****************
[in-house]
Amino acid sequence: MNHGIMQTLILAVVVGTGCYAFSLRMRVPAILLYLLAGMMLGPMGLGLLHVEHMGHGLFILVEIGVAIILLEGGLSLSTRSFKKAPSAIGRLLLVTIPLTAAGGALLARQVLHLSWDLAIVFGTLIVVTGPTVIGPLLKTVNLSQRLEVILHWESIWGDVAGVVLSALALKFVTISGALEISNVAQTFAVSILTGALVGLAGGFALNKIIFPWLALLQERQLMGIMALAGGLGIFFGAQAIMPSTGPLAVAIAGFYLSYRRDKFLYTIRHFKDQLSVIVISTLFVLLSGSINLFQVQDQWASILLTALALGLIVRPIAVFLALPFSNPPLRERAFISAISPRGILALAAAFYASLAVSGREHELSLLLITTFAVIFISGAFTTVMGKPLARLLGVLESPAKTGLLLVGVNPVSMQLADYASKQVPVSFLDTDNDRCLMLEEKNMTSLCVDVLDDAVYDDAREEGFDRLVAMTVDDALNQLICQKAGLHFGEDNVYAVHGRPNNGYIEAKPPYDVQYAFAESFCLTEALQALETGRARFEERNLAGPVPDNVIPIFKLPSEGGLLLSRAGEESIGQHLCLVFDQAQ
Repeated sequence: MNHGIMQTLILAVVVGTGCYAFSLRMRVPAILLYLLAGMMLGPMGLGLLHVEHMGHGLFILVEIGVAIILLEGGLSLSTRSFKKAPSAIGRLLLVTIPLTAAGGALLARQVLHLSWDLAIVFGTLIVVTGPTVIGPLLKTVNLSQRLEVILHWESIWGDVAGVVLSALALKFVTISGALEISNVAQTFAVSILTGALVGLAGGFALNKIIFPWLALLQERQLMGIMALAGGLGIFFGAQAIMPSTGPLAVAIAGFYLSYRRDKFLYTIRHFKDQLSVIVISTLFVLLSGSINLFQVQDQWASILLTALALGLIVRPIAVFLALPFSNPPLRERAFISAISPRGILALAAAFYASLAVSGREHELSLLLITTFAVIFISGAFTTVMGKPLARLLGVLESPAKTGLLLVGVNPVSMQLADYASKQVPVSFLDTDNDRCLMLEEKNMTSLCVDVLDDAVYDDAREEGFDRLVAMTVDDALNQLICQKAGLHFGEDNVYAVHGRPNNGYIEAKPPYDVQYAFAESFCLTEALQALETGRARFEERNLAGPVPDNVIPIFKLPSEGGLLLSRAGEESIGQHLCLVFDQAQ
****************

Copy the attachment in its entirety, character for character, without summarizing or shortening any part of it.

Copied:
[in-house]
Amino acid sequence: MNHGIMQTLILAVVVGTGCYAFSLRMRVPAILLYLLAGMMLGPMGLGLLHVEHMGHGLFILVEIGVAIILLEGGLSLSTRSFKKAPSAIGRLLLVTIPLTAAGGALLARQVLHLSWDLAIVFGTLIVVTGPTVIGPLLKTVNLSQRLEVILHWESIWGDVAGVVLSALALKFVTISGALEISNVAQTFAVSILTGALVGLAGGFALNKIIFPWLALLQERQLMGIMALAGGLGIFFGAQAIMPSTGPLAVAIAGFYLSYRRDKFLYTIRHFKDQLSVIVISTLFVLLSGSINLFQVQDQWASILLTALALGLIVRPIAVFLALPFSNPPLRERAFISAISPRGILALAAAFYASLAVSGREHELSLLLITTFAVIFISGAFTTVMGKPLARLLGVLESPAKTGLLLVGVNPVSMQLADYASKQVPVSFLDTDNDRCLMLEEKNMTSLCVDVLDDAVYDDAREEGFDRLVAMTVDDALNQLICQKAGLHFGEDNVYAVHGRPNNGYIEAKPPYDVQYAFAESFCLTEALQALETGRARFEERNLAGPVPDNVIPIFKLPSEGGLLLSRAGEESIGQHLCLVFDQAQ
Repeated sequence: MNHGIMQTLILAVVVGTGCYAFSLRMRVPAILLYLLAGMMLGPMGLGLLHVEHMGHGLFILVEIGVAIILLEGGLSLSTRSFKKAPSAIGRLLLVTIPLTAAGGALLARQVLHLSWDLAIVFGTLIVVTGPTVIGPLLKTVNLSQRLEVILHWESIWGDVAGVVLSALALKFVTISGALEISNVAQTFAVSILTGALVGLAGGFALNKIIFPWLALLQERQLMGIMALAGGLGIFFGAQAIMPSTGPLAVAIAGFYLSYRRDKFLYTIRHFKDQLSVIVISTLFVLLSGSINLFQVQDQWASILLTALALGLIVRPIAVFLALPFSNPPLRERAFISAISPRGILALAAAFYASLAVSGREHELSLLLITTFAVIFISGAFTTVMGKPLARLLGVLESPAKTGLLLVGVNPVSMQLADYASKQVPVSFLDTDNDRCLMLEEKNMTSLCVDVLDDAVYDDAREEGFDRLVAMTVDDALNQLICQKAGLHFGEDNVYAVHGRPNNGYIEAKPPYDVQYAFAESFCLTEALQALETGRARFEERNLAGPVPDNVIPIFKLPSEGGLLLSRAGEESIGQHLCLVFDQAQ